The Governor Bank of Uganda, Emmanuel Mutebile, has said the performance of Supervised Financial Institutions was not adversely affected by the pandemic induced disruptions to economic activity citing marginal increase in the profitability of Commercial Banks by 6.37 percent to Shs.855 billion.

He attributed this to Bank of Uganda’s interim preventive measures saying that within its mandate, the central bank, took appropriate action to moderate the likely impact of the pandemic on the performance of Supervised Financial Institutions in particular, and the financial system as a whole.

This was contained in the 2020 Bank of Uganda Annual Supervision Report published inform the public about issues relating to prudential regulation, supervision of Uganda’s Financial Institutions, and developments in the financial sector subject to its mandated supervisory function.

Supervised Financial Institutions (SFIs) are comprised of Commercial Banks, Credit Institutions, Microfinance Deposit taking Institutions, Foreign Exchange Bureaus, and Money Remitters which are licensed and regulated by the Bank of Uganda. The five chapter report highlighted Bank of Uganda’s supervisory actions, developments in the financial sector, performance of the banking sector, payment system oversight and credit relief measures.

The report cited considerable increase in the total volume of EFT transactions (Electronic Fund Transfer) by 2.7 percent to 10.5 million and explained that this increase was due to “efforts by banks and the government to promote use of electronic payments and maintain physical distance to control the spread of COVID-19.

Accordingly, a significant rise in the volumes and value of mobile money operations was registered as being 24.1 percent growth in volume to Ush3.5 billion whereas value grew from Ush 73 trillion to Ush. 93.7 trillion. The report further stated that; of the 30.7 million registered customers, 19.8 million are active.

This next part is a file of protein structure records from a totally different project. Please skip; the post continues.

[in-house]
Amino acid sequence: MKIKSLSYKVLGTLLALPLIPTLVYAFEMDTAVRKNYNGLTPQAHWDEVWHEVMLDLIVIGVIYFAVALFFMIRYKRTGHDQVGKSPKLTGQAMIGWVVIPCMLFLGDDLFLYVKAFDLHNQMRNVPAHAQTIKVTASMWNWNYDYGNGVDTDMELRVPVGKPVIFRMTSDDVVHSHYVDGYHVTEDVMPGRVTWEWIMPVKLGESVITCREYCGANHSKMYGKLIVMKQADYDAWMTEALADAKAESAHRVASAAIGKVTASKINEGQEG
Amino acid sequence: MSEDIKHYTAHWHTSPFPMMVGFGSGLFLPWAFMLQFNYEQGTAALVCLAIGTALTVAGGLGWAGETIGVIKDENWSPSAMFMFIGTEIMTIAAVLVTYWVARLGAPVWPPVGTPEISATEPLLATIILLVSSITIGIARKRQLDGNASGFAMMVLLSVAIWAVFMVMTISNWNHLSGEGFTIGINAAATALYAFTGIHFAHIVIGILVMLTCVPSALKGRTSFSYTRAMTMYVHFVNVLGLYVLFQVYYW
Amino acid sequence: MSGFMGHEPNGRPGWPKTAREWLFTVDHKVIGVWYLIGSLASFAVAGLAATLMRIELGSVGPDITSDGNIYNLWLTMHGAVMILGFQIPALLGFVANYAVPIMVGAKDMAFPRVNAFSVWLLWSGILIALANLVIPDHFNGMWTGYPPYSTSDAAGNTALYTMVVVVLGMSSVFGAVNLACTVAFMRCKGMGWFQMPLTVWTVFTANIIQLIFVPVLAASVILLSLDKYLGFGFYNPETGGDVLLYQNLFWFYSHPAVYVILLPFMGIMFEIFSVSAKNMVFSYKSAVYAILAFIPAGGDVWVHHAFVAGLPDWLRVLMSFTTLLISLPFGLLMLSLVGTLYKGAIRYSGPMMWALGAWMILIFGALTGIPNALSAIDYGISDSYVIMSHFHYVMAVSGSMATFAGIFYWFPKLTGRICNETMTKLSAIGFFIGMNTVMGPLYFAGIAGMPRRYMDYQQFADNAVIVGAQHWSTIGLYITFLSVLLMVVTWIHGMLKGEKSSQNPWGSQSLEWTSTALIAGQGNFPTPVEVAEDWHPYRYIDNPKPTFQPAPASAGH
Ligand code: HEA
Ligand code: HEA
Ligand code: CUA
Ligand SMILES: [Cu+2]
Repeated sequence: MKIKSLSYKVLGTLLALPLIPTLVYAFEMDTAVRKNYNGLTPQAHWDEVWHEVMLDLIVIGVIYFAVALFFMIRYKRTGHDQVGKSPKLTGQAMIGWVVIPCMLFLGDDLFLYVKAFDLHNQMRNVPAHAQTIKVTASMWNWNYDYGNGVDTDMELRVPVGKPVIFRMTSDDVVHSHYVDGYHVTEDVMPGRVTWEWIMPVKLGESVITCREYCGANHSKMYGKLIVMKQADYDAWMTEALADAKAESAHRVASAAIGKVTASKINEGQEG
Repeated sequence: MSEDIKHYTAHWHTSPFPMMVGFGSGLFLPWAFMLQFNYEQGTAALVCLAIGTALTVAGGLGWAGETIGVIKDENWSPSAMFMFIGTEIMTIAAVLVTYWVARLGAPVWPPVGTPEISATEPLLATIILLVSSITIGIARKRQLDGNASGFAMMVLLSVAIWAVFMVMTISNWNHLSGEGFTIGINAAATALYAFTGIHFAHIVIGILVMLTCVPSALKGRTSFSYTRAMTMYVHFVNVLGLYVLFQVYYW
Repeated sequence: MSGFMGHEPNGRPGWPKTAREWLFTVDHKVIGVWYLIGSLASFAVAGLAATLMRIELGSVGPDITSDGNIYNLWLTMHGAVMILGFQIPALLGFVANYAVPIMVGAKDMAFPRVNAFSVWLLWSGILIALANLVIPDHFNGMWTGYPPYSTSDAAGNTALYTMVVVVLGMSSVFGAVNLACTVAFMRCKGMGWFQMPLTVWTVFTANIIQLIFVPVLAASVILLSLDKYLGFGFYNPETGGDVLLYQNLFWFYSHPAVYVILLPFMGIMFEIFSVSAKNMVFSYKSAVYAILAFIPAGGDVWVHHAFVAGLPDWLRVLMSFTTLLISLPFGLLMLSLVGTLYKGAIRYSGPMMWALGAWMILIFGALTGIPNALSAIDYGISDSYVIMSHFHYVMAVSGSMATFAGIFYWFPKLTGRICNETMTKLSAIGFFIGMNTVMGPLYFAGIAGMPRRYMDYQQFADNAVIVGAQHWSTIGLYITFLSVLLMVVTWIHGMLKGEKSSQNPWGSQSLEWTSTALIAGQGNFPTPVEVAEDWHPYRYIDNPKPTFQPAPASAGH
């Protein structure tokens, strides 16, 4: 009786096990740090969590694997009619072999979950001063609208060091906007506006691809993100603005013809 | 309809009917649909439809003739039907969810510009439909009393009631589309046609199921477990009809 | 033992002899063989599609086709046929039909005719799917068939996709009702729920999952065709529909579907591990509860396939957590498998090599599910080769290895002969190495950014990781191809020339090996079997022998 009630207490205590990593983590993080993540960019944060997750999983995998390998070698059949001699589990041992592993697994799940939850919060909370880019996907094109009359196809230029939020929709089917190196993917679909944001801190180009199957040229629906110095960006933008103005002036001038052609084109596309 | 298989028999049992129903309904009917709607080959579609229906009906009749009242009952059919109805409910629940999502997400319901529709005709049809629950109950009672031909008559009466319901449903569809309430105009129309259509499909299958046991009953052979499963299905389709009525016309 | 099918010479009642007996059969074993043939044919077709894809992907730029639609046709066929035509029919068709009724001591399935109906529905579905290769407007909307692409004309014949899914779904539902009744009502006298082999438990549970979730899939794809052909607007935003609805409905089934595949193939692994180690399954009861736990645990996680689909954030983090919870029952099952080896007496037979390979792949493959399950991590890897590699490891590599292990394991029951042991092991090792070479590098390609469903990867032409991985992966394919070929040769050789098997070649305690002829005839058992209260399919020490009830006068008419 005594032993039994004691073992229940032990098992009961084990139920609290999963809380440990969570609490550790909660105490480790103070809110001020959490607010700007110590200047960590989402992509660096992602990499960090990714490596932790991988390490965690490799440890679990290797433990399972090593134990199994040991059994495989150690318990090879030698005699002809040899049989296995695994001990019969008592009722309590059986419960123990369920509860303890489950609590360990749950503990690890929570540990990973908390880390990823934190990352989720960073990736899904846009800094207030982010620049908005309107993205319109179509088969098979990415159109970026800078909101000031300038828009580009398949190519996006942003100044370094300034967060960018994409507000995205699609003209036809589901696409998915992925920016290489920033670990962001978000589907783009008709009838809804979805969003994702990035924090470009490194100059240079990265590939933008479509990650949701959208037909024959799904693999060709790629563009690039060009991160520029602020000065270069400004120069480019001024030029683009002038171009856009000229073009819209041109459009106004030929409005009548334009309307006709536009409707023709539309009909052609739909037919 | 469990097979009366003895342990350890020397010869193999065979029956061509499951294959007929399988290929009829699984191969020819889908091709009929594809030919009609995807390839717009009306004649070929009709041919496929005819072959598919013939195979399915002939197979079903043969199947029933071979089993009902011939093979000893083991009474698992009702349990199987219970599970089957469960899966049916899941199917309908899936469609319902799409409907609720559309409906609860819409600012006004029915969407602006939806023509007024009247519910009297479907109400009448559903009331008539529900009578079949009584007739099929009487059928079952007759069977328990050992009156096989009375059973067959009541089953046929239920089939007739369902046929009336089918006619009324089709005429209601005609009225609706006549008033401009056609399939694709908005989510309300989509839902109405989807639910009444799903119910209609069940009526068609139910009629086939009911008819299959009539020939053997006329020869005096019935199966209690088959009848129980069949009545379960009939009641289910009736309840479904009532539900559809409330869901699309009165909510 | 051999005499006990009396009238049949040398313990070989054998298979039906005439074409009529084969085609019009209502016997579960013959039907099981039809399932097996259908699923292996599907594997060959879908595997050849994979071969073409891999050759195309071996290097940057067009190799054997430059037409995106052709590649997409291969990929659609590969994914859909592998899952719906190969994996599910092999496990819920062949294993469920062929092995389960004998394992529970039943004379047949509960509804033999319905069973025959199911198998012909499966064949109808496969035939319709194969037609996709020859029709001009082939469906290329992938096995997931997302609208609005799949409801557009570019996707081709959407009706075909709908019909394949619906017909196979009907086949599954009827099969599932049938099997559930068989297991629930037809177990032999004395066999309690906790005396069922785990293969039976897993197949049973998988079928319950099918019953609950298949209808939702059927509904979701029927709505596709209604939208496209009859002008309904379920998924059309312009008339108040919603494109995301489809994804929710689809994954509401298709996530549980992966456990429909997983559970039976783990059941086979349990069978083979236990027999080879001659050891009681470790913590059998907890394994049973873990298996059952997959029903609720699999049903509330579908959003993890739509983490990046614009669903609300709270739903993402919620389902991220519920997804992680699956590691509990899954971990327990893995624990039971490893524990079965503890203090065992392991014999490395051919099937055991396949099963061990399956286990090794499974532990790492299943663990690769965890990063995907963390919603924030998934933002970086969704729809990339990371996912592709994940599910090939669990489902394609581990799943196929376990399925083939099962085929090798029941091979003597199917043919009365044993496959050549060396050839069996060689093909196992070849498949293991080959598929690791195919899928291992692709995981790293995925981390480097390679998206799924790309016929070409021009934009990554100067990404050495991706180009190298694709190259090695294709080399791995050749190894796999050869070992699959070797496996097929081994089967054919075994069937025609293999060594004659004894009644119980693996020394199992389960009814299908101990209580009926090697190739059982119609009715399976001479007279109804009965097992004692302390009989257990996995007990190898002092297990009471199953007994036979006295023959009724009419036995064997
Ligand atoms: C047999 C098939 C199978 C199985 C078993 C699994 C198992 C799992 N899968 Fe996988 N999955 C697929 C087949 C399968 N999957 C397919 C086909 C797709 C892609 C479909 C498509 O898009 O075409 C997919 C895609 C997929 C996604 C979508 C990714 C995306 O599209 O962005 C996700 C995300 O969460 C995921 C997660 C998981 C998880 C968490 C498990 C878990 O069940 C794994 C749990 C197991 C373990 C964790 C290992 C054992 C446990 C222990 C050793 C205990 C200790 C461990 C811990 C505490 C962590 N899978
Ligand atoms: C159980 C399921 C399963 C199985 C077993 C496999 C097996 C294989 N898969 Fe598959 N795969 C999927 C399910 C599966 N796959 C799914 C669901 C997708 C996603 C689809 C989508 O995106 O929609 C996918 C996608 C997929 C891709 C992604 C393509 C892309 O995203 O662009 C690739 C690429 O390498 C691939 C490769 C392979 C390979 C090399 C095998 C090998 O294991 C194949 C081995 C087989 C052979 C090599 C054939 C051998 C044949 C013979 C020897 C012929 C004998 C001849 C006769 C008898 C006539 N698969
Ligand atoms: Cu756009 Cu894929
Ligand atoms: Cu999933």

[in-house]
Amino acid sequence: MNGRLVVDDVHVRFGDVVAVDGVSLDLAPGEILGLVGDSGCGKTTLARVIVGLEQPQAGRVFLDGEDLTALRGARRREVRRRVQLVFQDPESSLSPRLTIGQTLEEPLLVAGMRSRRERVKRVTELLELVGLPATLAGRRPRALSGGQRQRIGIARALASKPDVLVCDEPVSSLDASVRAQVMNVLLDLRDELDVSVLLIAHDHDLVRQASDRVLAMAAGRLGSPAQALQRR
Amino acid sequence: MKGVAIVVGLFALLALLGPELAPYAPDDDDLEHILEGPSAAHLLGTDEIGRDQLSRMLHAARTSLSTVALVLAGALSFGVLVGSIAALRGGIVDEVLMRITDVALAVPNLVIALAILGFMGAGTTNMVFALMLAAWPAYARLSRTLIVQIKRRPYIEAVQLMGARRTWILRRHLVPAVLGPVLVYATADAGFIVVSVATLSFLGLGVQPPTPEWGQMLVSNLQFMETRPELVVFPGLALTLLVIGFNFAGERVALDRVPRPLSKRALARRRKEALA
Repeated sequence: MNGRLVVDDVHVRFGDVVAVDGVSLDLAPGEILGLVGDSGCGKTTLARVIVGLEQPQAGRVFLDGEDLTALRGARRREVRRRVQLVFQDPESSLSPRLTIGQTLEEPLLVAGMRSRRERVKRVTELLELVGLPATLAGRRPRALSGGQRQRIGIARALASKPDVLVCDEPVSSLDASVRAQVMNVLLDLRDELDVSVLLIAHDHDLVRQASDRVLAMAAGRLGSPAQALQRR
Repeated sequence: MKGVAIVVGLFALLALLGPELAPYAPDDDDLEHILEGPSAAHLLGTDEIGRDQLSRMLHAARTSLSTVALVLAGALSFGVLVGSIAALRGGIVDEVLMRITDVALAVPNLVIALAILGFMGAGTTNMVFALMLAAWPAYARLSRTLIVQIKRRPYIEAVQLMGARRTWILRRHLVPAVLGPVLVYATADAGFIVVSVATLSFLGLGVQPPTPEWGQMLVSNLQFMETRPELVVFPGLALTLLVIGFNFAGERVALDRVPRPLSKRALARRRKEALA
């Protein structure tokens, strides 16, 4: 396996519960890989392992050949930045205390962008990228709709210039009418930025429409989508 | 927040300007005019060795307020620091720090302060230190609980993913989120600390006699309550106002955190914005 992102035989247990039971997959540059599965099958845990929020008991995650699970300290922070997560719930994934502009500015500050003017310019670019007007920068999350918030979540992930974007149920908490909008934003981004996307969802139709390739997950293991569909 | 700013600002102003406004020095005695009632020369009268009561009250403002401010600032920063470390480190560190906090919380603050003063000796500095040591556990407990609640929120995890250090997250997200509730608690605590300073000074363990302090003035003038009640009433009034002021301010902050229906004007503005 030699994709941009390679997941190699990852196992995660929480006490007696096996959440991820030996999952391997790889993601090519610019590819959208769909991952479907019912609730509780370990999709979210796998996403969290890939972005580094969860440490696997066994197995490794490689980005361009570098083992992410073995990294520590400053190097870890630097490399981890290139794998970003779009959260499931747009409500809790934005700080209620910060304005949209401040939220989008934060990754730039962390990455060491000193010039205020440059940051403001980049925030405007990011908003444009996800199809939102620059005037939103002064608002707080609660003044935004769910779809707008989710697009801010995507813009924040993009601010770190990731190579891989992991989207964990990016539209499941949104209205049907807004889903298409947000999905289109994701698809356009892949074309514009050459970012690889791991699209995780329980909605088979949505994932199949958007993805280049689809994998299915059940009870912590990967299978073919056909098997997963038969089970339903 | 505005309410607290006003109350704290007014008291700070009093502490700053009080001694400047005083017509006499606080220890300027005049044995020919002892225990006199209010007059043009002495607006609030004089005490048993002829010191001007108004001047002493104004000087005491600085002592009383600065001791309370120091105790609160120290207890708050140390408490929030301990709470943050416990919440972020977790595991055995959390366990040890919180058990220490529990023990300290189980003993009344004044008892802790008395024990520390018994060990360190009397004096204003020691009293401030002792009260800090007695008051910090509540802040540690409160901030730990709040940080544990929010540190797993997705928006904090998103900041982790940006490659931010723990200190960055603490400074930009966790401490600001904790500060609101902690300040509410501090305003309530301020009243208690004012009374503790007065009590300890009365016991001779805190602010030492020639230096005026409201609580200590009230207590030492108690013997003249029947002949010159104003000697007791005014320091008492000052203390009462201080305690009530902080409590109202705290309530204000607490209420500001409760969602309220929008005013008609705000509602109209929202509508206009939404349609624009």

Also in mention were regulatory developments in the financial sector such as the new regulations for large SACCOs which were drafted basing on legal opinion from the Attorney General and currently await approval for publication.

Regarding credit, the report cited 5.3 percent increase in the ratio of Non-Performing Loans to total loans of commercial banks adding that this was on the back of weak economic activity hampered by the onset of the COVID-19 pandemic which adversely affected the income of borrowers.

Going forward, the report noted at expectation that the slow pace of loan recovery is likely to continue negatively affecting loan quality until economic activity is stronger. However, Mutebile refused to dwell on the increase in NPLs saying, “A significant number of financial institution consumers were able to benefit from the credit relief measures”. This, in their assessment, moderated the impact of the COVID-19 pandemic on households and firms”.

The report was concluded by highlighting that supervised financial institutions suffer a number of risks such as credit, operational, market and liquidity risks, which require effective management.

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